Identifying Student Loan Scams
Graduates and students often receive phone calls, emails, and mail about loan forgiveness. While it sounds great, how do you know if it’s a scam? As it turns out, most of the time, it is.
We’ve heard horror stories about students paying for help with their loans, only to find out what they paid is lost money, and their student loan balance didn’t change. Or worse, their student loan balance increased and the payment is now late, because they were working with a scammer and not their real loan servicer.
Some recent false claims the Department of Education specifically mentions include:
“Act immediately to qualify for student loan forgiveness before the program is discontinued”. The Department of Education and loan servicers will not participate in aggressive advertising like this.
“Your student loans may qualify for complete discharge. Enrollments are first come, first served.” While there are discharge options due to a total and permanent disability, it’s never first come, first served.
If it sounds like you have to hurry or you’ll miss out, it’s a scam.
“Student alerts: Your student loan is flagged for forgiveness pending verification. Call now!” Again, the Department of Education does not aggressively advertise. If it sounds like something a used car salesman would say, it’s likely to be a scam.
If you receive communication like this, always call your servicer directly. Call the number listed on your monthly bill or when you log in to your online account; do not call the number listed in that particular solicitation.
If you don’t know how to reach your servicer, call SSMT! We can provide you with an accurate phone number.
Never call a number. or click a link, in a solicitation email. Call your servicer or SSMT.
Always verify the authenticity of any solicitation you receive about your student loans. Most of the time, if you received communication via any method, there will be something in your online account as well. If you received an email or regular mail, but there’s nothing related when you log in, it might be a scam.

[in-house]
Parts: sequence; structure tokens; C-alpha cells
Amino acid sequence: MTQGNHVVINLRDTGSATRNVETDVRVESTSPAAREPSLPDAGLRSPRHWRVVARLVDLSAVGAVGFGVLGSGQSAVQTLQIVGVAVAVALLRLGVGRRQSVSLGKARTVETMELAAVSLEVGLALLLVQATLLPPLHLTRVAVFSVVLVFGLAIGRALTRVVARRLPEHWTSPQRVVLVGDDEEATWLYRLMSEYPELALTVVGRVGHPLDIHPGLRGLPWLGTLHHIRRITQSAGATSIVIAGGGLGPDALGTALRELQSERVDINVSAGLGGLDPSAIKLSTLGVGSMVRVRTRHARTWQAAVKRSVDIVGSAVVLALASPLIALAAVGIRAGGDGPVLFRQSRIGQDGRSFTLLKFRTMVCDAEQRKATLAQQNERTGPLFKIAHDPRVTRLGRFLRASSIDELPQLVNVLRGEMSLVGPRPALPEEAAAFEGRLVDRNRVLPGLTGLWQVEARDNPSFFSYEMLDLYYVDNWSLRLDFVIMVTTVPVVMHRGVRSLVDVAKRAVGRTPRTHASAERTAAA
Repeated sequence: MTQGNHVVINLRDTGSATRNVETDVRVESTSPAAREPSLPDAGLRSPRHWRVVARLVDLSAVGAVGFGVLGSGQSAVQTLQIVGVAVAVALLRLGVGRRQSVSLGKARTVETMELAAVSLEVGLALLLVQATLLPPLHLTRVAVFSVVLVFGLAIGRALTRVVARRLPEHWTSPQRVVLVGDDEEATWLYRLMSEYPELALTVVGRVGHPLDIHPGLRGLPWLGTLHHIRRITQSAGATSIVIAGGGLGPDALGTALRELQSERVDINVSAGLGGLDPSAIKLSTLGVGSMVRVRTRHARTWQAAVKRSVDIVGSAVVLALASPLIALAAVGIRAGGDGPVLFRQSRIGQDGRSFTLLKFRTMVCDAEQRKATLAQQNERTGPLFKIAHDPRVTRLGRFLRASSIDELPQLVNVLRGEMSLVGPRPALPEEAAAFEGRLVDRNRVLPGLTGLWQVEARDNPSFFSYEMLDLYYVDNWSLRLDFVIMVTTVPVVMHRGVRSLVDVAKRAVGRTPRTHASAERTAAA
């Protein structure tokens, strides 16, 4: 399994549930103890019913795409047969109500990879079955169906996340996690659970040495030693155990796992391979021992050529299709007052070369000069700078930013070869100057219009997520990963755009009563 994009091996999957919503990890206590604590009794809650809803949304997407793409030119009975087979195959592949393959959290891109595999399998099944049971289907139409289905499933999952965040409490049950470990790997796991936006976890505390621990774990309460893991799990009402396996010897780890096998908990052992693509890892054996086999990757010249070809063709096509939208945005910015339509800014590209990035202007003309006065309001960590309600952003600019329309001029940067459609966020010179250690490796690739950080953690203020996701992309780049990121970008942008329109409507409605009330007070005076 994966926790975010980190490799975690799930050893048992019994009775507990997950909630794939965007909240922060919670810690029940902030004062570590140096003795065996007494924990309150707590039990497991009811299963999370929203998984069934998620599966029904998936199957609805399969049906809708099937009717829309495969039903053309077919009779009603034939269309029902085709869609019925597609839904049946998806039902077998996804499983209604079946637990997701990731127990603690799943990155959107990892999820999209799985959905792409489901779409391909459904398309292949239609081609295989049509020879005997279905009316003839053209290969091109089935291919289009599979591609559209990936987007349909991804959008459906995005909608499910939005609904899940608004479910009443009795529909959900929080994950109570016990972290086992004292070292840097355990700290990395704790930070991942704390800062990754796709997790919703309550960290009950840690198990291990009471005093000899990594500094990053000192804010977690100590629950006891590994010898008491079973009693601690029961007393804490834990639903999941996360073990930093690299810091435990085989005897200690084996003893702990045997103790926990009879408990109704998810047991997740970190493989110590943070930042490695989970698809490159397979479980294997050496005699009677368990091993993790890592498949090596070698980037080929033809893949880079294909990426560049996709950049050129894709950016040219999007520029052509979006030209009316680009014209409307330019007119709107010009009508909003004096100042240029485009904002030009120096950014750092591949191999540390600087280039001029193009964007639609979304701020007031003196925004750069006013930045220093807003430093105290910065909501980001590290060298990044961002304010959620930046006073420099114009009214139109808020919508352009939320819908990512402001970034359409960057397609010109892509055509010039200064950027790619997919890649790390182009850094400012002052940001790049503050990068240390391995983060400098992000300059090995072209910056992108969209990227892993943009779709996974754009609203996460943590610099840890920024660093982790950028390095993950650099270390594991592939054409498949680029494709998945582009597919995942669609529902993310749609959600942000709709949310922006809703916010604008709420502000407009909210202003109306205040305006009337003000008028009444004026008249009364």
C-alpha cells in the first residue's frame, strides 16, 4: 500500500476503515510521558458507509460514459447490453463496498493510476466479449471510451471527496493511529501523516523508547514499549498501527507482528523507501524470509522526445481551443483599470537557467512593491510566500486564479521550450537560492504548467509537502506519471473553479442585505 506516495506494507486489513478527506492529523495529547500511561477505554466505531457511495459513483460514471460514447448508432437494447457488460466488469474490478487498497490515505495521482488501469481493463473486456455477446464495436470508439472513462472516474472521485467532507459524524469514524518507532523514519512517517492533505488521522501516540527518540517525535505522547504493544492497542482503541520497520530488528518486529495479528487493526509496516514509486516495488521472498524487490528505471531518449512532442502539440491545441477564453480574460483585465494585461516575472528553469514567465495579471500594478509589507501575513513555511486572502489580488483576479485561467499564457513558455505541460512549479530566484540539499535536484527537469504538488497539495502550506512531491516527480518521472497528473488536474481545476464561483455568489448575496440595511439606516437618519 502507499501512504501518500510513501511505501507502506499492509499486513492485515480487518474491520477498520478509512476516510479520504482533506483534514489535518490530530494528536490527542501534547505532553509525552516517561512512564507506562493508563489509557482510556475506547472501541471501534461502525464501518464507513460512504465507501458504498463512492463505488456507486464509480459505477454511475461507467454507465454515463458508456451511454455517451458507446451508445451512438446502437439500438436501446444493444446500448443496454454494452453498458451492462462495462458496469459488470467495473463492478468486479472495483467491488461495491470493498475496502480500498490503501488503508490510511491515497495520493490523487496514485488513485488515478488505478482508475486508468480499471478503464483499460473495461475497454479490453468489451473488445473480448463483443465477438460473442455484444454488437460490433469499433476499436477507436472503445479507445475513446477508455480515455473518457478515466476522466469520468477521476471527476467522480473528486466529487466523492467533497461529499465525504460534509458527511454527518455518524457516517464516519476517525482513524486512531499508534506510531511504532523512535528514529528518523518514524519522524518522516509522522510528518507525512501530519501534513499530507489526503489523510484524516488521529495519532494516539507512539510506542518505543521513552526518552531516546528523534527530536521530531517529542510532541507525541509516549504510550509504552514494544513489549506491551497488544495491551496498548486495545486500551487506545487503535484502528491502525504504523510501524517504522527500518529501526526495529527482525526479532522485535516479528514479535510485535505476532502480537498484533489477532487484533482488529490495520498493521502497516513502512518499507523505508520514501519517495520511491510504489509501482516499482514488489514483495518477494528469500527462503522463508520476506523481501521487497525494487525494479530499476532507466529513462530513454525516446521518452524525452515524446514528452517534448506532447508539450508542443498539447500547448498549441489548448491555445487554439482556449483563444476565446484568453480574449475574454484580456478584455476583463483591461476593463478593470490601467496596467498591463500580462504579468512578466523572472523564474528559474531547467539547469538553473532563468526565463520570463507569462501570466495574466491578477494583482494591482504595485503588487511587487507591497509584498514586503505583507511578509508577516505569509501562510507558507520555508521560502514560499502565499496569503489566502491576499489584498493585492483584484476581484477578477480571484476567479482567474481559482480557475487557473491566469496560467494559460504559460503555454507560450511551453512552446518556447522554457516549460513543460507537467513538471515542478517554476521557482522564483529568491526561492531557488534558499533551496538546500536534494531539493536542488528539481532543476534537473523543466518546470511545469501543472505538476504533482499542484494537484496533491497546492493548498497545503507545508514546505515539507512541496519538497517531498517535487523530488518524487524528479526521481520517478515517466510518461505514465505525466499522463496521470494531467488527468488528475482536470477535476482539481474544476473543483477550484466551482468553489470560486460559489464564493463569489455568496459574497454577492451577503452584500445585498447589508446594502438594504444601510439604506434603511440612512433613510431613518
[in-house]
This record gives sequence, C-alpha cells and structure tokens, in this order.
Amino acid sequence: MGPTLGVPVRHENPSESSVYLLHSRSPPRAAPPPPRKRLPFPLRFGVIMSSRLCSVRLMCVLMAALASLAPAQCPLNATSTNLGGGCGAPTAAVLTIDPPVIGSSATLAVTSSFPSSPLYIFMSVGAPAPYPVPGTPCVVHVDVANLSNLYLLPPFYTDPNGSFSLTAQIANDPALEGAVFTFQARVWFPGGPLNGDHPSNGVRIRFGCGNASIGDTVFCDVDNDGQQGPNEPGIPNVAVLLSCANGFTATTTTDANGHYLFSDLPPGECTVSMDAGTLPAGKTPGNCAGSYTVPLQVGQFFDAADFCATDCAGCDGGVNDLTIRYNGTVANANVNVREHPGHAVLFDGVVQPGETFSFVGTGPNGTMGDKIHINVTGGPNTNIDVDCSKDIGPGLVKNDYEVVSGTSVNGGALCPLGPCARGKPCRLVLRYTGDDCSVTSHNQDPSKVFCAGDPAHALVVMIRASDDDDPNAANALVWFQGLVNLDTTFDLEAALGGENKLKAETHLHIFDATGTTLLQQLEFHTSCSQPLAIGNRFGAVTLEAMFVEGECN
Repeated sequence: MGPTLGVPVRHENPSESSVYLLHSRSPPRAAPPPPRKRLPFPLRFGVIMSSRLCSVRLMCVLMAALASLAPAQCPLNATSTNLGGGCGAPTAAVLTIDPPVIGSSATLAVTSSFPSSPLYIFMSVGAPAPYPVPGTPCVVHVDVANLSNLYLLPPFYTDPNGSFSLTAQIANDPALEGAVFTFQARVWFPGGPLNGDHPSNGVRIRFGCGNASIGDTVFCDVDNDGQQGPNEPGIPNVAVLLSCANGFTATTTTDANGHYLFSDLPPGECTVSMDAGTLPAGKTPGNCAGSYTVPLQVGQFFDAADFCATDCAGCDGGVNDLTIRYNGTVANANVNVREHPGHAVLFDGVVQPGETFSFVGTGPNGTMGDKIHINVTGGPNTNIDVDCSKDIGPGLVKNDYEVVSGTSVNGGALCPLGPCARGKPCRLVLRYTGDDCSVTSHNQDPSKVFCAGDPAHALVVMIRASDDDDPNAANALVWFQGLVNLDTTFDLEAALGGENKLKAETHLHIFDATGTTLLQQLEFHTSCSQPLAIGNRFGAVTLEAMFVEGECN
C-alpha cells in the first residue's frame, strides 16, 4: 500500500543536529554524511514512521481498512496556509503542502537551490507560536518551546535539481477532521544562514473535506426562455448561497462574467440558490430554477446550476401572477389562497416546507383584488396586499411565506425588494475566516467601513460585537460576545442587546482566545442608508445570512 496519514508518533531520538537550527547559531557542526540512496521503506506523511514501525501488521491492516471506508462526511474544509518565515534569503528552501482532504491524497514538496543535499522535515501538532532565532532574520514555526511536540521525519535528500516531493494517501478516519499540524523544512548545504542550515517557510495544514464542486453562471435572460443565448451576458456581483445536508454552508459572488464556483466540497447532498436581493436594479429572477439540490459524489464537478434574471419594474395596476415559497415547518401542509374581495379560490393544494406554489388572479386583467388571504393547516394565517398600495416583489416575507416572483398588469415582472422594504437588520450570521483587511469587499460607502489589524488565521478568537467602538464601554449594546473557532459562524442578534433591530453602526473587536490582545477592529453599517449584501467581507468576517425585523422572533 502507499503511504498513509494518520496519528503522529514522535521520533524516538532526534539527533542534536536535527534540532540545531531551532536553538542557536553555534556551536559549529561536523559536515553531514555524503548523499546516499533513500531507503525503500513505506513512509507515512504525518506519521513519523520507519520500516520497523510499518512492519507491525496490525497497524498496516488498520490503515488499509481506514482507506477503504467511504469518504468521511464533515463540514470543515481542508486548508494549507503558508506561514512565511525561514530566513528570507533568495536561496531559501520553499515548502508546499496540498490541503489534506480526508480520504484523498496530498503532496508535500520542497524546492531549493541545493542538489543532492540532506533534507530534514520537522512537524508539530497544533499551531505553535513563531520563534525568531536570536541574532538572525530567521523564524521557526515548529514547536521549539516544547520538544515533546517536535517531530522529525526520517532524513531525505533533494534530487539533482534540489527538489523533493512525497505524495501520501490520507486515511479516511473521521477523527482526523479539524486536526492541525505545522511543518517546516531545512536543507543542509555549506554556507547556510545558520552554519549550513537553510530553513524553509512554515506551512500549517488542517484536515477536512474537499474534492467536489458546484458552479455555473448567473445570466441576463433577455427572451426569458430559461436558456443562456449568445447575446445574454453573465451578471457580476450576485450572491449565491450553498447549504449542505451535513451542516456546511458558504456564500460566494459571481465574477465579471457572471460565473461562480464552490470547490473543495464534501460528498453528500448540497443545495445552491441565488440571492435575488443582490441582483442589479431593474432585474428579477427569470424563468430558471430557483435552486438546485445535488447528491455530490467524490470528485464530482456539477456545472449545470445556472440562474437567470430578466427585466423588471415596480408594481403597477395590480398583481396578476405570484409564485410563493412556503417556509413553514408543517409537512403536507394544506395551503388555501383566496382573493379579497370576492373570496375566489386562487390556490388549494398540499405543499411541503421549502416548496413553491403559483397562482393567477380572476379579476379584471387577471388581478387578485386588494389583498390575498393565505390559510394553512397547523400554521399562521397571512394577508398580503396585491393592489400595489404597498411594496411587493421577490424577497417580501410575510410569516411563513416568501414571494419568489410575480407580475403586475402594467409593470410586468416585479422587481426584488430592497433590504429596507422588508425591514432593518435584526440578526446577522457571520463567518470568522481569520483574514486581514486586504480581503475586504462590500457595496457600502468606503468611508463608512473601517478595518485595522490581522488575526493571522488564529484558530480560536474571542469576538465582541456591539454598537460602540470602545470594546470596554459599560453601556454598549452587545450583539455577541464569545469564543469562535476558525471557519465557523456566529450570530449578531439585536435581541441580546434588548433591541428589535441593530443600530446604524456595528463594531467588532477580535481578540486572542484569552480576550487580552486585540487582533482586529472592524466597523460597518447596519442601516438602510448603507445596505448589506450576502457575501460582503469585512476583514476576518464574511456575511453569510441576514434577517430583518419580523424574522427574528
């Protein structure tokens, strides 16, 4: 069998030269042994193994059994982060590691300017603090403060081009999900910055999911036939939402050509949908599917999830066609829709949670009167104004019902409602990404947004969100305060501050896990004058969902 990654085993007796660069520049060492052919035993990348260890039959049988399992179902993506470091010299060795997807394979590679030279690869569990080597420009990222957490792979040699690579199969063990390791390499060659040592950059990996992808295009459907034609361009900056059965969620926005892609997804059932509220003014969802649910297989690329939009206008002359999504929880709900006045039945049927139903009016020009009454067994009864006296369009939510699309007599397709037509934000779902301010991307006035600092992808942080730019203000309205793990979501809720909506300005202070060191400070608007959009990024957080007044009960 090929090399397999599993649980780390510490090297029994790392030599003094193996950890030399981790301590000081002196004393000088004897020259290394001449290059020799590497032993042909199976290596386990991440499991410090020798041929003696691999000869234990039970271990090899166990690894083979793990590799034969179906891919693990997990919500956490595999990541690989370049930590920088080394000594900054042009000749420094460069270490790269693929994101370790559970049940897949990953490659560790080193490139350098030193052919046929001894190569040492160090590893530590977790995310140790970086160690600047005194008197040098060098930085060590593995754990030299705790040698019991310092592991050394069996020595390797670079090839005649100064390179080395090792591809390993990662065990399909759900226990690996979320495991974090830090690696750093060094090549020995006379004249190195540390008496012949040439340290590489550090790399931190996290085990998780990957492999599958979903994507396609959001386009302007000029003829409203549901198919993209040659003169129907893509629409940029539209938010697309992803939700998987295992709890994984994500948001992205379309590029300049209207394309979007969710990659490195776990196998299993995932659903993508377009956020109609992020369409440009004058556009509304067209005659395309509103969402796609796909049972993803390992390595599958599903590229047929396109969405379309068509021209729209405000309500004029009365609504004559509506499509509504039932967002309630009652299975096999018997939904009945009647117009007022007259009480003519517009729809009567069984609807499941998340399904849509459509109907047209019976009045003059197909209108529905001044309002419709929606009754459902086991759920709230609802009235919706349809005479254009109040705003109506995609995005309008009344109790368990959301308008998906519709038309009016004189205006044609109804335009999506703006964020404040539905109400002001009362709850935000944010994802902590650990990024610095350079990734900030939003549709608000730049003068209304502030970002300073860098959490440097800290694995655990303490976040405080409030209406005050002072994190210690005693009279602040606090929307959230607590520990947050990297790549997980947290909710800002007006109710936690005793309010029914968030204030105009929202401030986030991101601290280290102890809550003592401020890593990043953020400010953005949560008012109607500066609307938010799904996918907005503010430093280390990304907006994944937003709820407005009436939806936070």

Your loan servicer, and the Department of Education, will never ask you to pay for help. If you’re eligible for loan forgiveness, a discharge due to disability, or anything else, while you may have to provide documentation, it’s the law that you’re eligible. They cannot and will not charge a fee to determine if you’re eligible. And if you are eligible, they cannot and will not charge you fees to process the request.
They also cannot and will not charge you any fees for processing a deferment or forbearance request or for changing your repayment plan. Under the law, borrowers may be eligible (under certain circumstances) for a deferment, forbearance, or changing their repayment plan. While it’s not guaranteed that you are eligible, your servicer will never charge to give you information, or to process your application, for any of these things.
We’re here to help! If you need information or just want a reassuring “second set of eyes” to check out the communication you received, just ask us. We’ll help you determine if it looks like it might be a scam, and we’ll help you reach out to your real loan servicer.